On Thursday morning he was begging to be released from the machine, it’s possible to unplug it for toilet breaks etc, and Lisa did so, to take him to the playroom. They weren’t ten minutes in there when he went over, nothing major, a fright as Fred would call it, but enough to have registered if he’d been connected. If there was a bookie giving odds you’d have been a brave punter to bet against that happening. Typical Freddie, if there’s an easy way he’ll find the hard one…but Lisa had to give him the break he’d been three solid days wired to the machine, confined to the bed, he deserved the change.

Because that ‘fright’ happened around midday Lisa was hopeful that more would follow…they rushed him back to the machine and wired him up. But then, nothing happened, sweet FA, not a sausage. A whole five days wired up and only one decent day of activity but then one day is better than none at all. On Friday evening, Brendan removed the machine from Freddie’s head; the week of monitoring was over. As the electrodes are super glued to his head the removal is a painful process but Brendan made it as smooth as possible. When I came to see him Saturday morning Fred’s hair was full of glue, big patches of it stuck together and only time will get it all out. He said to me this evening that he wanted to go to the hairdressers tomorrow to get it all out. You know the world is off kilter when Freddie wants to go to the hairdresser…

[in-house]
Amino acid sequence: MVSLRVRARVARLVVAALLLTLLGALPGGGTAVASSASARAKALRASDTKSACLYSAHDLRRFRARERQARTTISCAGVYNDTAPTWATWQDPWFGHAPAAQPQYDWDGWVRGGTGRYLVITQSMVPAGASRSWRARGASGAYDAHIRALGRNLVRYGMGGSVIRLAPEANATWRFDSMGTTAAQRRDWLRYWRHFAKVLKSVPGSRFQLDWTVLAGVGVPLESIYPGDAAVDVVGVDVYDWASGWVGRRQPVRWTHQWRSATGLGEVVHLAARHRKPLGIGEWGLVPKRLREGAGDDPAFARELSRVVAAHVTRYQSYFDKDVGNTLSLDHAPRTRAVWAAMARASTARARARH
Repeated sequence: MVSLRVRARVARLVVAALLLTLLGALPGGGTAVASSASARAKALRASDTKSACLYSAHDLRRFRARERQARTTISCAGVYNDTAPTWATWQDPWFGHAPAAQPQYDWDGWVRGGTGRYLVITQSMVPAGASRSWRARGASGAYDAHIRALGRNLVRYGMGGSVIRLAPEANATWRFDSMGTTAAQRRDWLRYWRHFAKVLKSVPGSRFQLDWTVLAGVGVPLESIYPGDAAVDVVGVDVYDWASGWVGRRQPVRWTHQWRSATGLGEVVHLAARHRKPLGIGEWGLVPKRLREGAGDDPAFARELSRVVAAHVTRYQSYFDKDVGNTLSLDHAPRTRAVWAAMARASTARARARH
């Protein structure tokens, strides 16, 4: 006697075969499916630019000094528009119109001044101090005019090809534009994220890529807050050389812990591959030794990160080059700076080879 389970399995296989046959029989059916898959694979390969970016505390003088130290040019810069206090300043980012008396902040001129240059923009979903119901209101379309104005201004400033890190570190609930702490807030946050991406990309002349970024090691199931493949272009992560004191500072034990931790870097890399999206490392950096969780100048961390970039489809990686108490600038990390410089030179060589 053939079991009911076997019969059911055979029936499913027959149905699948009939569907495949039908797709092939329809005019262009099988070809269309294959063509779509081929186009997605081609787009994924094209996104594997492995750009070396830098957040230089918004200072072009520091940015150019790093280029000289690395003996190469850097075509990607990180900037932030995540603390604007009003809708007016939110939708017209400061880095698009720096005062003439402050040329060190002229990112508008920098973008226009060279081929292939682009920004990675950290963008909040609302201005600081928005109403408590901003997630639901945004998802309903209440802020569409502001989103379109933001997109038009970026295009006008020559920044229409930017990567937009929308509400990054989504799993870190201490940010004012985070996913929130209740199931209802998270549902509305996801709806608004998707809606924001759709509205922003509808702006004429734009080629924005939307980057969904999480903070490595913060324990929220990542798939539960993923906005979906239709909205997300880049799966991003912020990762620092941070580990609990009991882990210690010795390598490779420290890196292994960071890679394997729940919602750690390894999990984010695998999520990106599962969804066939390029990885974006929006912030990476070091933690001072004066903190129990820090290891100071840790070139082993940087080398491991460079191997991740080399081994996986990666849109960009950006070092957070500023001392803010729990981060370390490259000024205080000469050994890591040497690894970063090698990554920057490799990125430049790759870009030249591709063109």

So that was the week that was in our household. A week that has left us all wrecked. The driving up and down to Cork has been exhausting. Ruby, my darling daughter, has kept me company on all the trips and even though she wouldn’t say it, I think she knew I needed the company. She came with me Friday when we dropped the two to CUH, again on the Sunday when we did a day return. We did the trip again on Tuesday, after school, straight from Dingle. When we got home Tuesday evening, about ten-thirty, neither of us spoke a word… just went our separate ways straight to our beds. Again, on Saturday when I went down, she came with and on Sunday, she came back with Lisa, who’d escaped back to Tralee for a night. The girls had a marathon session of watching the Vampire Diaries on Saturday night, while Freddie and I entertained the nurses of CUH.